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Former US ambassador to NATO, Kurt Volker reacts to the announcement that all US and Nato troops will leave Afghanista
- We can speak now to Kurt Volker, who's a former US ambassador to NATO. He's also served as the US special representative for negotiations on Ukraine. Now, Mr. Volker, a very good evening to you. Thank you for taking the time to speak to us.
If we could start by talking about Afghanistan-- of course, just listening to President Biden there inheriting the pledge from President Trump for full withdrawal of troops. He's now committed to that taking place by September the 11th. Pretty clear, though, from what he's saying, the underlying message is Afghanistan is no longer a key foreign policy priority.
KURT VOLKER: Well, I think he's facing the same domestic pressures to pull US troops out that President Trump faced, and even President Obama faced before him. If you remember, President Obama in 2009 already articulated the first effort to have a withdrawal deadline.
The problem with withdrawal deadlines, whether it's the May 1 deadline that President Trump tried to set or this new September one, is you're really putting the cards in the hands of the Taliban to wait it out and then take over the country. And we do risk a return to Taliban rule, the brutality of that rule, a possible partnership with terrorists or other extremists as well. So this is going to be a challenge for some time to come.
I think it's great that Tony Blinken was in NATO today. I'm sure he had a chance to talk about this with our allies. I'm sure they would have liked to have had more notice to think about what it means for their own deployments in Afghanistan with the US pulling out all the way. I expect there will be a lot of discussion now at NATO after this one how everybody gets out.
- Yeah, I mean, we were hearing from the president that he couldn't just keep waiting for the conditions to be right to get US troops home. If that's the case, should US troops have been home years ago?
KURT VOLKER: Well, it does beg that question. And it also makes you wonder, what was the point of all that life and treasure that was expended in Afghanistan? We went into Afghanistan in 2001-2002 after the attacks of September 11 to prevent the territory from being used by terrorists again, and then after doing so, trying to leave something sustainable behind.
That sustainability has been elusive. We have not been able to have an Afghan government strong enough and competent enough on security to survive without international support. And the risk now is that with the US pulling out, it will again be a toppling of that government, a toppling of the Constitution, and a restoration of Taliban rule.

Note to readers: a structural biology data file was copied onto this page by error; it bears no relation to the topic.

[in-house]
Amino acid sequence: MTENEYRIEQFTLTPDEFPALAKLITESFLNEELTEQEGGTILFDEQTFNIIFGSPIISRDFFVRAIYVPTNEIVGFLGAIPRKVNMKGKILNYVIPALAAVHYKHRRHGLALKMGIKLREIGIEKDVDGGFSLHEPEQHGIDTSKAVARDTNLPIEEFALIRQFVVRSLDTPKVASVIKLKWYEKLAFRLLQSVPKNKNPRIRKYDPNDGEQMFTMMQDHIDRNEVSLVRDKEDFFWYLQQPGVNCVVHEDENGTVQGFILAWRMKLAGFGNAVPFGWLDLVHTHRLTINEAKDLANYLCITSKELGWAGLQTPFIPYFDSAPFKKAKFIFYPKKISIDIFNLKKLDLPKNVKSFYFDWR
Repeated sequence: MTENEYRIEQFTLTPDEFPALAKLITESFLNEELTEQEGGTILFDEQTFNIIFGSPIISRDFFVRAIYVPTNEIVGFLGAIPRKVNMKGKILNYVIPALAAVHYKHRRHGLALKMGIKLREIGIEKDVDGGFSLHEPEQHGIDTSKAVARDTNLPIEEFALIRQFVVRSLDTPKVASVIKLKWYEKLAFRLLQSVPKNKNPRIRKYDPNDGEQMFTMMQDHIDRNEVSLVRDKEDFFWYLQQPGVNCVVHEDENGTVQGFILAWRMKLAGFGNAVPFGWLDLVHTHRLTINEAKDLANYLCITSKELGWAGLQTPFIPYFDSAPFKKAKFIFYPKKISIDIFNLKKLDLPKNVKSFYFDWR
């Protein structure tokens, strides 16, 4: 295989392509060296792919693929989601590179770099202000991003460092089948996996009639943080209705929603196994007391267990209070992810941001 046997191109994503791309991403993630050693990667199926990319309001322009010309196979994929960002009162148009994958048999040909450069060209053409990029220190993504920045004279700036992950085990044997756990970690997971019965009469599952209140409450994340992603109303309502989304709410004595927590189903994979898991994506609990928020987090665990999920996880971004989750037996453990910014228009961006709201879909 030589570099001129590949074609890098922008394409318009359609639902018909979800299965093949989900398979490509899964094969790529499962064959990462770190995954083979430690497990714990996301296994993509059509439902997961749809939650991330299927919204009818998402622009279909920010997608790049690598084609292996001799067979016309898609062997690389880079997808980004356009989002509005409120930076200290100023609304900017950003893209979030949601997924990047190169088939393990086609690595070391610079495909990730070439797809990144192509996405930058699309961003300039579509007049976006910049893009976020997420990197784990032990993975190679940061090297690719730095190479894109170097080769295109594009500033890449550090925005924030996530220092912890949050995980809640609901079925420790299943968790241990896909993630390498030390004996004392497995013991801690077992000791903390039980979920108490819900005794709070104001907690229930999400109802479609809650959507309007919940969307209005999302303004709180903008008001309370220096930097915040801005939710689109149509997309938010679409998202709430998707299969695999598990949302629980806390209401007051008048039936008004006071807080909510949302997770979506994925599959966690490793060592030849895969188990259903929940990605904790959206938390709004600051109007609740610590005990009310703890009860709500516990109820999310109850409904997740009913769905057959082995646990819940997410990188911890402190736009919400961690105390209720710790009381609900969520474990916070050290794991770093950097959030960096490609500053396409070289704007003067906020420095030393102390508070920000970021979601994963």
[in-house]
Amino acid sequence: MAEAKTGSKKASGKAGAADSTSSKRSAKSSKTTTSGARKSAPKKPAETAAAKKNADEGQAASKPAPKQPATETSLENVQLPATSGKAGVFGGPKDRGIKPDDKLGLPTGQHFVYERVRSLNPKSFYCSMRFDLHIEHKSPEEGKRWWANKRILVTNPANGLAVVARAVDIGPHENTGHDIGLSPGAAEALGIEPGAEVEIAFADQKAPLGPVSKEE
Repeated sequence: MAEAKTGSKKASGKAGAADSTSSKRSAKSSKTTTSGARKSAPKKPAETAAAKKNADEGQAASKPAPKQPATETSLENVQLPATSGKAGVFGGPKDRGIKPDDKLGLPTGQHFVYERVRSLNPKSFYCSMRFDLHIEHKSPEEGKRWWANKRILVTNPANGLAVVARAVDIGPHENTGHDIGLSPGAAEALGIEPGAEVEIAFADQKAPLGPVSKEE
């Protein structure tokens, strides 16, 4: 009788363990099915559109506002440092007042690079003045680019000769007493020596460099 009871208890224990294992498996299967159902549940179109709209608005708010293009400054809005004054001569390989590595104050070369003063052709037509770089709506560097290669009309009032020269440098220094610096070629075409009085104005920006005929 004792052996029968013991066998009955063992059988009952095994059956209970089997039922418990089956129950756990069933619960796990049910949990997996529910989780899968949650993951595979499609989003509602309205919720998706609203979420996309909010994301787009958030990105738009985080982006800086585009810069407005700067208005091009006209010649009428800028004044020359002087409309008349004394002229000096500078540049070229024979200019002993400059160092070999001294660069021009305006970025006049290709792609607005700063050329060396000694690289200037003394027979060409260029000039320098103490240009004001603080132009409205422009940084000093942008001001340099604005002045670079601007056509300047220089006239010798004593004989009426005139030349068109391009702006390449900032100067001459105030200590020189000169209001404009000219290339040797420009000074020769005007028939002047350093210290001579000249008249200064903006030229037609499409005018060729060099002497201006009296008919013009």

- Let's move on, if we can, to talk about the situation with Russia and Ukraine. As a former US special representative for Ukraine negotiations, in your view, what is Mr. Putin up to?
KURT VOLKER: I think he's trying to demonstrate that he is still the undisputed dominant player in the region. He's the one with the capability and the willingness to use force, whereas the West will not be willing to do so. And in doing so, he's trying to both show to the Russian people that he is going to defend Russian interests against perceived threats from outside-- made-up threats, frankly. But that's how he portrays them through disinformation.
He's trying to show to the Ukrainians that, as much as they want to be a part of Europe, that they can't really count on Europe or the United States to come to their aid. And he's also trying to poke a little bit of a hole in the Biden administration after the use of the word "killer" by George Stephanopoulos in interviewing President Biden about Putin, I think he's trying to show that the US words and US policies are hollow, whereas Putin himself is the one who is willing to actually use force.
- Well, I suppose if President Putin wanted was come hither to President Biden, then it looks quite successful, doesn't it? Because President Biden picked up the phone to him yesterday, and he has suggested a meeting in a third country.
KURT VOLKER: Yeah, it's rather remarkable when you consider the number of things that Russia has done to harm US and Western interests-- whether it is in Ukraine, whether it's cyber attacks, whether it's election meddling, whether it's killing people or attempting to kill people on our soil, poisoning of Navalny, airspace violations, flying over warships, and on and on-- that the outreach would be made to say, OK, let's have a meeting.
I suppose one of the upsides of making such an offer to have a summit is it may cause Putin to ratchet down a little bit on Ukraine or on some other issues in advance of such a meeting. But on the other hand, it's clear that Putin will have expectations from the US and from the West of what he wants. I hope that the US and the West are very clear about changes in Russian behavior that will be needed for any kind of normalization of the relationship.